And yet, this defense does not stand up well to the testimony of the text. Among the first wars fought by Yehoshua (perhaps, as I argued in the essay in Parashat Beshalach this year [V’shinantam 3/16], his first real war of conquest), the king of Yerushalayim, who organized the “southern alliance” of five kings, is vanquished. One might counter that even though he was defeated, that doesn’t mean that the city was conquered – but the text is quite clear in the summary of wars (Yehoshua 12):

And these are the kings of the country whom Yehoshua and the B’nei Yisra’el struck on this side of the Yarden on the west, from Ba’al-Gad in the valley of L’vanon to the Mount Halak, that ascends to Se’ir; which Yehoshua gave to the tribes of Yisra’el for a possession according to their divisions…The king of Jerusalem… (Yehoshua 12:7,10)

Yerushalayim was in Yisra’eli hands as early as the first all-out war fought in the Land – and it remained a Yisra’eli town throughout the period, as indicated by the verse at the beginning of Shoftim:

And the sons of Binyamin did not drive out the Yevusi who inhabited Yerushalayim; but the Yevusi live with the sons of Binyamin in Yerushalayim to this day. (Shof’tim 1:21)

The next counter-argument is that since Yerushalayim was not totally under Yisra’eli control – and rid of any foreign citizens – the Beit haMikdash could not yet be built. This argument rests on three questionable premises:

1) The situation changed in the times of David or Sh’lomo; i.e. that David drove the Yevusi out of the city such that it was a totally Judean city. Every indication of the text, up to and including the purchase of Aravnah the Yevusi’s granary (the future site of the Mikdash) by David (II Sh’mu’el 24:24) points to a continued Yevusi presence in the city.

2) Absolute control of the city is necessary in order to build the Mikdash. Again, the testimony of the text clearly refutes this. We need go no further than the rebuilding of the Mikdash by Zerubavel and Yehoshua (c. 518 BCE), when the city itself, inhabited by Cutean enemies and controlled by the Persian empire, was still a valid location for construction of the Mikdash. Even if one were to posit that this is only true once the first Mikdash was constructed (following the argument that the first sanctity was eternal – see MT Beit haBechirah 6:15-16), we still come back to the presence of the Yevusi, as a significant population in the city, during the times of David.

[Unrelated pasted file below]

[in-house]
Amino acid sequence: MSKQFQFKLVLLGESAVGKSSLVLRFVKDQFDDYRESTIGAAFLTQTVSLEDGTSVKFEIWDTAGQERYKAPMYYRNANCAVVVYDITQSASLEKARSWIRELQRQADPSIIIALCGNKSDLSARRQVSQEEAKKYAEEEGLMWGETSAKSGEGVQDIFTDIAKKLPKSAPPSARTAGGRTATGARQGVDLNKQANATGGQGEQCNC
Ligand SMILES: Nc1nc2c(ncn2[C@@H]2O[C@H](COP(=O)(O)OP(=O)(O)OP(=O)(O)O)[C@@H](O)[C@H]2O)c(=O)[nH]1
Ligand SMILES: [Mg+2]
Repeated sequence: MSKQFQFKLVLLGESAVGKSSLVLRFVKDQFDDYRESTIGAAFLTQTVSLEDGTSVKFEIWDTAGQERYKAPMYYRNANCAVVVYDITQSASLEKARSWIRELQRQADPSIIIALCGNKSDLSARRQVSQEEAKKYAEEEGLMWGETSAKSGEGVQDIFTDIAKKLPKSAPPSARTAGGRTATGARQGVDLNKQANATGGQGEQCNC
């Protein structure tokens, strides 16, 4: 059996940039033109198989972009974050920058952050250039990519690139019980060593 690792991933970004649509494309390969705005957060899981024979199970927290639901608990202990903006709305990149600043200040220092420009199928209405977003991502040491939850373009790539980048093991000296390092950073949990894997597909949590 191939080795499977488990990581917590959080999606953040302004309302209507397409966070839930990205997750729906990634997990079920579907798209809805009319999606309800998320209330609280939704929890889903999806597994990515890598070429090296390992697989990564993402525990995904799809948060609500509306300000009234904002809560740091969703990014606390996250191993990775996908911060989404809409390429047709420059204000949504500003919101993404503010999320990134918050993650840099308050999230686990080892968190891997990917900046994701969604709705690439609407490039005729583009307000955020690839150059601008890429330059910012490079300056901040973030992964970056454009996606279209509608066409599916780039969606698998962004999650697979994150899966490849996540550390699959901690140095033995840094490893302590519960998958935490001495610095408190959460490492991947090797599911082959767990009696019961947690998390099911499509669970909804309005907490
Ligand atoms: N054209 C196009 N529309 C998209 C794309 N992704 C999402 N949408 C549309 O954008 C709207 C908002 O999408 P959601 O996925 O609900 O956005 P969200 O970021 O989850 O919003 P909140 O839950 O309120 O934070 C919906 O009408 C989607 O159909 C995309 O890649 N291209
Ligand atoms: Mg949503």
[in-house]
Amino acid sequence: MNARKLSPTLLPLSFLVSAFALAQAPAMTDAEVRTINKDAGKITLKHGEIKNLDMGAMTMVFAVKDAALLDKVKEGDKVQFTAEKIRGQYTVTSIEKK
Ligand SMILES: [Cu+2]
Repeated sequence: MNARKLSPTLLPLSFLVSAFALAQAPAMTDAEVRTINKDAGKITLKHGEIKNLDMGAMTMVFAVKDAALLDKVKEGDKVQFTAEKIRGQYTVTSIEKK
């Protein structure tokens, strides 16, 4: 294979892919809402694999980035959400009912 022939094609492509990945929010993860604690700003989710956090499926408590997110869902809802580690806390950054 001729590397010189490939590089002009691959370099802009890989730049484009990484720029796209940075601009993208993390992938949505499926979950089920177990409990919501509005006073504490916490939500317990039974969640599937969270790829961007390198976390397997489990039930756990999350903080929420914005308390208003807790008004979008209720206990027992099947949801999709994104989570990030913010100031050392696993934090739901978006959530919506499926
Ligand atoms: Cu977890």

3) Yerushalayim was always destined as the place of the Mikdash. This is the conventional way of explaining the oft-repeated reference to “The place that I will choose to place My Name”, which is nearly anthemic in Sefer D’varim (12:5, 11, 14, 18, 21; 14:23, 24, 25; 15:20; 16:2, 6, 7, 11, 15, 16; 17:8, 10; 18:6; 26:2; 31:11). It is generally understood as a veiled reference to Yerushalayim. For instance, Sifri identifies The place which Hashem will choose (12:18) as “Yerushalayim”. This is consistent with the Rabbinic interpretation of a key verse which appears in the earliest context of “the place that I will choose”:

For you are not as yet come to the Menuchah (rest) and to the Nachalah (inheritance) (D’varim 12:9) – Our Rabbis taught: Menuchah alludes to Shiloh (the site of the Mishkan from Yehoshua’s time until the end of the period of the Shof’tim); Nachalah, to Yerushalayim. (BT Zevahim 119a)

Haza”l understand that the presence of the Mishkan in Shiloh was merely a “rest”; whereas the arrival in Yerushalayim was the “inheritance” i.e. final settlement. It is prudent to note that there are four opinions regarding the interpretation of these two terms, only one of which is quoted by Rashi (and thus is the “famous” one):

a) R. Yehudah: Menuchah = Shiloh; Nachalah = Yerushalayim

b) R. Shim’on: Menuchah = Yerushalayim; Nachalah = Shiloh

c) The school of R. Yishma’el: Menuchah = Shiloh; Nachalah = Shiloh

d) R. Shim’on b. Yohai: Menuchah = Yerushalayim; Nachalah = Yerushalayim

However we may wish to understand these four divergent interpretations, one thing seems clear and unanimous: that Yerushalayim is the proper understanding of “the place that I will choose”. I would like to suggest that this is not necessarily the case – that these Midrashim reflect the historical reality that Yerushalayim was chosen as the site of the Mikdash. In other words, instead of reading these Midrashim as “the place that I will choose means Yerushalayim”, we should understand them as “the place that I will choose turns out to be Yerushalayim”. This idea will be explicated further down.

In any case, the argument that the Mikdash could not be built immediately after Yehoshua’s conquest due to the “foreign” presence in the city of Yerushalayim is a difficult one.